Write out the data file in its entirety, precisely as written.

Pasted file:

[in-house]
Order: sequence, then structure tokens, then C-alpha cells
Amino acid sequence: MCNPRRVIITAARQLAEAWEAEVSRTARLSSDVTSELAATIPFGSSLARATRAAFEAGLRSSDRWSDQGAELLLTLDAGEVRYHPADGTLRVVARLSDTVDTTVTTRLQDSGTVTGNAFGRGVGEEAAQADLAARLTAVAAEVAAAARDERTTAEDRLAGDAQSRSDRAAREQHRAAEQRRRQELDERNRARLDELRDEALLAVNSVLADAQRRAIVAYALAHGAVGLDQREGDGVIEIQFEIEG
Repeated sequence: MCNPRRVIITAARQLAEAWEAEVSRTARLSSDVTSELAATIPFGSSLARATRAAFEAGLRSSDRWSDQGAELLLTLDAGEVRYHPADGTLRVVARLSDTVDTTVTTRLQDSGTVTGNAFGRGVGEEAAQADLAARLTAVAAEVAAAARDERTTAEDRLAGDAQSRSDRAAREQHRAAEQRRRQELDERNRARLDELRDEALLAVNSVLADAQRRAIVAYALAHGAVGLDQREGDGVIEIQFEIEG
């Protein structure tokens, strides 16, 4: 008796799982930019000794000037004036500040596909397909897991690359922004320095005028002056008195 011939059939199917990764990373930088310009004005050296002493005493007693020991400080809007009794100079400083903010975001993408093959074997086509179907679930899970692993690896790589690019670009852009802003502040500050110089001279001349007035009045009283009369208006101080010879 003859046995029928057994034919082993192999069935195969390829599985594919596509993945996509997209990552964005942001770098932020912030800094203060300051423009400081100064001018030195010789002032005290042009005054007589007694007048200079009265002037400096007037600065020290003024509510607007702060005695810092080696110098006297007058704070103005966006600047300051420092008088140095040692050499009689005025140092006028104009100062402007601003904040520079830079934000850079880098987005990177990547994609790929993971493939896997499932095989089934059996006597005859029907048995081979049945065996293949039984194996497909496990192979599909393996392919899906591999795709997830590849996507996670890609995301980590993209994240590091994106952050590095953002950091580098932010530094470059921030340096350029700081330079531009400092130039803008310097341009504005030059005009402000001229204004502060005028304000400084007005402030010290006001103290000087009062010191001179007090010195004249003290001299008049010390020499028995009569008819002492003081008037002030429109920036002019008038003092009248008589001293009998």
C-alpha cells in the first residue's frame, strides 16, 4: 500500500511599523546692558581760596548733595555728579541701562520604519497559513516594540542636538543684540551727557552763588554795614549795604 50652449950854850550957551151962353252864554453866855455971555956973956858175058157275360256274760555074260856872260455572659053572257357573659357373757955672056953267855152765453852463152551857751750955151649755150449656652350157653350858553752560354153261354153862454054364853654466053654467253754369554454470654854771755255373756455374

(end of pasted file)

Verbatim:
[in-house]
Order: sequence, then structure tokens, then C-alpha cells
Amino acid sequence: MCNPRRVIITAARQLAEAWEAEVSRTARLSSDVTSELAATIPFGSSLARATRAAFEAGLRSSDRWSDQGAELLLTLDAGEVRYHPADGTLRVVARLSDTVDTTVTTRLQDSGTVTGNAFGRGVGEEAAQADLAARLTAVAAEVAAAARDERTTAEDRLAGDAQSRSDRAAREQHRAAEQRRRQELDERNRARLDELRDEALLAVNSVLADAQRRAIVAYALAHGAVGLDQREGDGVIEIQFEIEG
Repeated sequence: MCNPRRVIITAARQLAEAWEAEVSRTARLSSDVTSELAATIPFGSSLARATRAAFEAGLRSSDRWSDQGAELLLTLDAGEVRYHPADGTLRVVARLSDTVDTTVTTRLQDSGTVTGNAFGRGVGEEAAQADLAARLTAVAAEVAAAARDERTTAEDRLAGDAQSRSDRAAREQHRAAEQRRRQELDERNRARLDELRDEALLAVNSVLADAQRRAIVAYALAHGAVGLDQREGDGVIEIQFEIEG
């Protein structure tokens, strides 16, 4: 008796799982930019000794000037004036500040596909397909897991690359922004320095005028002056008195 011939059939199917990764990373930088310009004005050296002493005493007693020991400080809007009794100079400083903010975001993408093959074997086509179907679930899970692993690896790589690019670009852009802003502040500050110089001279001349007035009045009283009369208006101080010879 003859046995029928057994034919082993192999069935195969390829599985594919596509993945996509997209990552964005942001770098932020912030800094203060300051423009400081100064001018030195010789002032005290042009005054007589007694007048200079009265002037400096007037600065020290003024509510607007702060005695810092080696110098006297007058704070103005966006600047300051420092008088140095040692050499009689005025140092006028104009100062402007601003904040520079830079934000850079880098987005990177990547994609790929993971493939896997499932095989089934059996006597005859029907048995081979049945065996293949039984194996497909496990192979599909393996392919899906591999795709997830590849996507996670890609995301980590993209994240590091994106952050590095953002950091580098932010530094470059921030340096350029700081330079531009400092130039803008310097341009504005030059005009402000001229204004502060005028304000400084007005402030010290006001103290000087009062010191001179007090010195004249003290001299008049010390020499028995009569008819002492003081008037002030429109920036002019008038003092009248008589001293009998």
C-alpha cells in the first residue's frame, strides 16, 4: 500500500511599523546692558581760596548733595555728579541701562520604519497559513516594540542636538543684540551727557552763588554795614549795604 50652449950854850550957551151962353252864554453866855455971555956973956858175058157275360256274760555074260856872260455572659053572257357573659357373757955672056953267855152765453852463152551857751750955151649755150449656652350157653350858553752560354153261354153862454054364853654466053654467253754369554454470654854771755255373756455374